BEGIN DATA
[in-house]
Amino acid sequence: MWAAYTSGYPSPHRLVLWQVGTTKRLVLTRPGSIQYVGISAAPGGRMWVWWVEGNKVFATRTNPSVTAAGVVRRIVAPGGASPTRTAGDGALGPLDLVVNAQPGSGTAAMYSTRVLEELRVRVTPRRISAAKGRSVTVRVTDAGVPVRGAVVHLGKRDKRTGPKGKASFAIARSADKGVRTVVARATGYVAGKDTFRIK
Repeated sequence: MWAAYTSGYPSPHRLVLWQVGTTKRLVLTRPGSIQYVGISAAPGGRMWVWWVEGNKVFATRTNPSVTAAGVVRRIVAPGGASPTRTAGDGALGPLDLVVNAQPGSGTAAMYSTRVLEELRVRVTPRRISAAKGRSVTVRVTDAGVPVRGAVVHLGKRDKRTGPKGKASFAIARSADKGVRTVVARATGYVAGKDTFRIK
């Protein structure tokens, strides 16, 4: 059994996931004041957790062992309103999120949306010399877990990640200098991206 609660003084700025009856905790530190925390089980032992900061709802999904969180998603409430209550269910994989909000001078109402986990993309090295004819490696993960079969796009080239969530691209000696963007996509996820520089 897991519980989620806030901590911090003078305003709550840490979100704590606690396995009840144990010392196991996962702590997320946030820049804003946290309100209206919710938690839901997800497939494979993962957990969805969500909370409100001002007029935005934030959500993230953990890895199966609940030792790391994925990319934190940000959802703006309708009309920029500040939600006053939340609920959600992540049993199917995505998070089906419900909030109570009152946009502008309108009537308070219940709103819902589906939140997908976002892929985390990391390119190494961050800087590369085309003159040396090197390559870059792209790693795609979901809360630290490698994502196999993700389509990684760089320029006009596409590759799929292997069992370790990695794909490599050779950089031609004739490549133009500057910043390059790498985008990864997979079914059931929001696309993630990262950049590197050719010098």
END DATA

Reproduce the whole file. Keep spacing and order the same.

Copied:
[in-house]
Amino acid sequence: MWAAYTSGYPSPHRLVLWQVGTTKRLVLTRPGSIQYVGISAAPGGRMWVWWVEGNKVFATRTNPSVTAAGVVRRIVAPGGASPTRTAGDGALGPLDLVVNAQPGSGTAAMYSTRVLEELRVRVTPRRISAAKGRSVTVRVTDAGVPVRGAVVHLGKRDKRTGPKGKASFAIARSADKGVRTVVARATGYVAGKDTFRIK
Repeated sequence: MWAAYTSGYPSPHRLVLWQVGTTKRLVLTRPGSIQYVGISAAPGGRMWVWWVEGNKVFATRTNPSVTAAGVVRRIVAPGGASPTRTAGDGALGPLDLVVNAQPGSGTAAMYSTRVLEELRVRVTPRRISAAKGRSVTVRVTDAGVPVRGAVVHLGKRDKRTGPKGKASFAIARSADKGVRTVVARATGYVAGKDTFRIK
């Protein structure tokens, strides 16, 4: 059994996931004041957790062992309103999120949306010399877990990640200098991206 609660003084700025009856905790530190925390089980032992900061709802999904969180998603409430209550269910994989909000001078109402986990993309090295004819490696993960079969796009080239969530691209000696963007996509996820520089 897991519980989620806030901590911090003078305003709550840490979100704590606690396995009840144990010392196991996962702590997320946030820049804003946290309100209206919710938690839901997800497939494979993962957990969805969500909370409100001002007029935005934030959500993230953990890895199966609940030792790391994925990319934190940000959802703006309708009309920029500040939600006053939340609920959600992540049993199917995505998070089906419900909030109570009152946009502008309108009537308070219940709103819902589906939140997908976002892929985390990391390119190494961050800087590369085309003159040396090197390559870059792209790693795609979901809360630290490698994502196999993700389509990684760089320029006009596409590759799929292997069992370790990695794909490599050779950089031609004739490549133009500057910043390059790498985008990864997979079914059931929001696309993630990262950049590197050719010098």